You can’t really pin down the success and endurance of many Disney films to any one thing. But there’s an element that can’t be ignored here. The songwriting Brothers Sherman share considerable credit for the many a film’s appeal. Even if you’ve never seen one of their films, and it’s hard to imagine there is anyone who hasn’t, you do know many of the unforgettable songs from them. Just A Spoonful Of Sugar, Chim-Chin-Cher-ee, Let’s Go Fly A Kite, and, of course, Supercalifragilisticexpialidocious from Mary Poppins alone. Add songs from Winnie The Pooh, Bedknobs And Broomsticks, and The Jungle Book. The melodies are simple but catchy. Once you get them into your head, it’s an awful chore to try to remove them. The Sherman Brothers are responsible for many of Disney’s famous melodies from most of the musical films. If Walt Disney himself came with a soundtrack, you can bet the Sherman Brothers would have written it, and you’d still be singing it today. The songs captivate children, but somehow even adults can’t seem to help but be enchanted by them.
The troubling fact is that these brothers were not as close as their 30-year partnership would suggest. Their families were always apart, and they almost never spoke to each other out of the office. The animosity went beyond simple sibling rivalry. It’s almost as if fate had forced them together completely against their will because there was just too much of a contribution to society to give here. The film is quite candid in covering the differences. The movie was made by one of each of their sons in an attempt to not only tell the important story but to possibly bring their fathers together in the last years of their lives. Well, they got half of what they were hoping to accomplish. The film tells a very compelling story indeed.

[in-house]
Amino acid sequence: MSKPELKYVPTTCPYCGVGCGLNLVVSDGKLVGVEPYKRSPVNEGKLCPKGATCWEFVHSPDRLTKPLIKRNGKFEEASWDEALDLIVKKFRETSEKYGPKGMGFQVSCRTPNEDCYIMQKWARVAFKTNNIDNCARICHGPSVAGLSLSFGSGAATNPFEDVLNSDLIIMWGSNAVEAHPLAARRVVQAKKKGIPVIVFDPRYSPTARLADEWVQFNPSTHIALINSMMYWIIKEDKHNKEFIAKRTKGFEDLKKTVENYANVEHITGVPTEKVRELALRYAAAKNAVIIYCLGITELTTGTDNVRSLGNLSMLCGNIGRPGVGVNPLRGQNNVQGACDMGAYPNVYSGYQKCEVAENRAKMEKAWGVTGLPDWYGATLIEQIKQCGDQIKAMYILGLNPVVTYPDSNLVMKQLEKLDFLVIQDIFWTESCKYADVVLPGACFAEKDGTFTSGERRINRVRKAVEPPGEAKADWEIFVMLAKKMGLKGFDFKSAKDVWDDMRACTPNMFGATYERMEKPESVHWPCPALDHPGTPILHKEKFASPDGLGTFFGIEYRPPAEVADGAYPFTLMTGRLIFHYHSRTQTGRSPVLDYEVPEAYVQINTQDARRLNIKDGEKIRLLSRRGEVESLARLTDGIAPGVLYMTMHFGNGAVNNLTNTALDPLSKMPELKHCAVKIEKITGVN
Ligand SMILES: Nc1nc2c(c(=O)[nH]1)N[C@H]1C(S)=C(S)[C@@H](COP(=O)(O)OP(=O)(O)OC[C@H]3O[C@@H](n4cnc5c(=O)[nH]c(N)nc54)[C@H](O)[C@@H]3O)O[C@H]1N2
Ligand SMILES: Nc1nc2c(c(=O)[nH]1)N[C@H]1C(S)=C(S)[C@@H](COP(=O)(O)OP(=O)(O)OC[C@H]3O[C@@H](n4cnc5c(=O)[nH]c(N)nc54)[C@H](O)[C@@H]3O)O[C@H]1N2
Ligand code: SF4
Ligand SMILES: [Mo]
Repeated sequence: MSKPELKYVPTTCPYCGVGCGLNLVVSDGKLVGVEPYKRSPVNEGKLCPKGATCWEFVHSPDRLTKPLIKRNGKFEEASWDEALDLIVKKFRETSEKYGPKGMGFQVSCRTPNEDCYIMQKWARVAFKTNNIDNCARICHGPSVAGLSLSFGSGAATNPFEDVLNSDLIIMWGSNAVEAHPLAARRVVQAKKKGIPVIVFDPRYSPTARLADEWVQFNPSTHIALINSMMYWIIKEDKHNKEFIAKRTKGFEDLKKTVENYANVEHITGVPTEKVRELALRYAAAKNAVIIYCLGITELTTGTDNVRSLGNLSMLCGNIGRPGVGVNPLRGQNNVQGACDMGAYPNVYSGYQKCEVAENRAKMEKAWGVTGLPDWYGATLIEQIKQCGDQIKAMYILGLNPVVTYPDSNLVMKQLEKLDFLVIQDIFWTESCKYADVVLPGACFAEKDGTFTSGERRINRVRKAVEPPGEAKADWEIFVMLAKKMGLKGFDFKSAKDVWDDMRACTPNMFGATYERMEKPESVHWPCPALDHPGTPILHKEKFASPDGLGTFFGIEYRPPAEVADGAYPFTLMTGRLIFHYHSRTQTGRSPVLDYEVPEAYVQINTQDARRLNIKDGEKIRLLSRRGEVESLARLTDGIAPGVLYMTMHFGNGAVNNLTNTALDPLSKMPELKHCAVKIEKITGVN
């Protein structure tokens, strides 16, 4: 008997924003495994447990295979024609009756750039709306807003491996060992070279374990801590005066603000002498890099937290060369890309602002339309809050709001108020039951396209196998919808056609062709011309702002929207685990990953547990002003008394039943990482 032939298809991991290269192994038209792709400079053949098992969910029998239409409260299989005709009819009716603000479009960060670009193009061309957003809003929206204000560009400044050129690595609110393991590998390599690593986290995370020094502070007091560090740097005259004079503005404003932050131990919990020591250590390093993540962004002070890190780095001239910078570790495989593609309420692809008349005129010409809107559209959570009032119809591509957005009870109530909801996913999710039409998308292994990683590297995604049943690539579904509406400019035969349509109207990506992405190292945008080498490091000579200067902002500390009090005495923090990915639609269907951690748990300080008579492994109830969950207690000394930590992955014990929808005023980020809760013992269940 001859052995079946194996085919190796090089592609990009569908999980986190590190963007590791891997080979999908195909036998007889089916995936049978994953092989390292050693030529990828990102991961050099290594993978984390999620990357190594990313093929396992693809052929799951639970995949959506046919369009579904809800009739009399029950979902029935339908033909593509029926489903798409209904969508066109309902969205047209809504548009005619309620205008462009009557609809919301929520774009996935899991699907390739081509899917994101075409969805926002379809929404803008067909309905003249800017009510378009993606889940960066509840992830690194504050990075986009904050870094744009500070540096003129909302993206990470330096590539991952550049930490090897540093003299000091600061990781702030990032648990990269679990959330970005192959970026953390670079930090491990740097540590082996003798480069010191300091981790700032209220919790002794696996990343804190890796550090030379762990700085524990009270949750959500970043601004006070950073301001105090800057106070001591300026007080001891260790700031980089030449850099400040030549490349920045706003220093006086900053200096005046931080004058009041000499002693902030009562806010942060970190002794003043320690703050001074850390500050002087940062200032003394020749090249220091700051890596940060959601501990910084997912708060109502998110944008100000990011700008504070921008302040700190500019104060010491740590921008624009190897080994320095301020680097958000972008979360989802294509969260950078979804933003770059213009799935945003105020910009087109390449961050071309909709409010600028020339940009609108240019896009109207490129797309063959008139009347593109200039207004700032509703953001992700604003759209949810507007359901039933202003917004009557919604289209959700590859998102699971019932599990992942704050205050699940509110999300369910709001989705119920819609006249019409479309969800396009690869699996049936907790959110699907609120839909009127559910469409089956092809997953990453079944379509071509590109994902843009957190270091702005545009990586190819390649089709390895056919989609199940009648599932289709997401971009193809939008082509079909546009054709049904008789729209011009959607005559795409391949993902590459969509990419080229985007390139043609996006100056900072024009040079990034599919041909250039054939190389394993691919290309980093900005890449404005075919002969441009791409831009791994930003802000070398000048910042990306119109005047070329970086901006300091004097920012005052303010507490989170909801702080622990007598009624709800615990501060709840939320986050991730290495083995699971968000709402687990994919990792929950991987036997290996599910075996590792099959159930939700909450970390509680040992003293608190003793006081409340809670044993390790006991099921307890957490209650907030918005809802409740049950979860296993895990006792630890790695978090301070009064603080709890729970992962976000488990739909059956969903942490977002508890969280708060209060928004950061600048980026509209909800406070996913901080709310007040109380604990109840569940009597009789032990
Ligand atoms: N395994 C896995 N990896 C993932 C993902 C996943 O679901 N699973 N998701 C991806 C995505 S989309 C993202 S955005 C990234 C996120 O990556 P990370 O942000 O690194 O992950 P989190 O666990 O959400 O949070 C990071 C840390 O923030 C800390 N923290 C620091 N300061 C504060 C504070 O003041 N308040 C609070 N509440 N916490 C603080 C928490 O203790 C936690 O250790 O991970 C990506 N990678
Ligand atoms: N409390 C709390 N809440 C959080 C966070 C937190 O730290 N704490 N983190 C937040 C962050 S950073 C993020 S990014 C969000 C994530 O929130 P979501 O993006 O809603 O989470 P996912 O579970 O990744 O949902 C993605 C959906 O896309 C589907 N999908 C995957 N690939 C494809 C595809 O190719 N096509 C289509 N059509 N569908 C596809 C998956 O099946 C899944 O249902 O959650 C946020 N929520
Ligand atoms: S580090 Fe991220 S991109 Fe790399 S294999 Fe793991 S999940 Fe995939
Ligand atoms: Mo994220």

The film includes words from modern musicians and film historians. The brothers were pets of Walt himself, which led to them falling a little out of favor once Walt died. There was plenty of animosity toward them for having so much of Walt’s favor. They left the studio soon after without doing another project until their return for two films in the 1970’s.
Of course, the documentary is filled with the words and music of the duo. They are never seen together in interviews except during some vintage pieces taken from the past. It’s obvious that there is love between the brothers. They just don’t seem to like each other very much. It’s a moving piece to see, and I’ll be honest. It was a bit hard to take knowing how much these songs have moved the world. It’s the truth and the truth will out, or so I’m told. It doesn’t take away from the accomplishments, however. There are some rather nice moments in the film. That’s important, because as you know, “a spoonful of sugar helps the medicine go down.”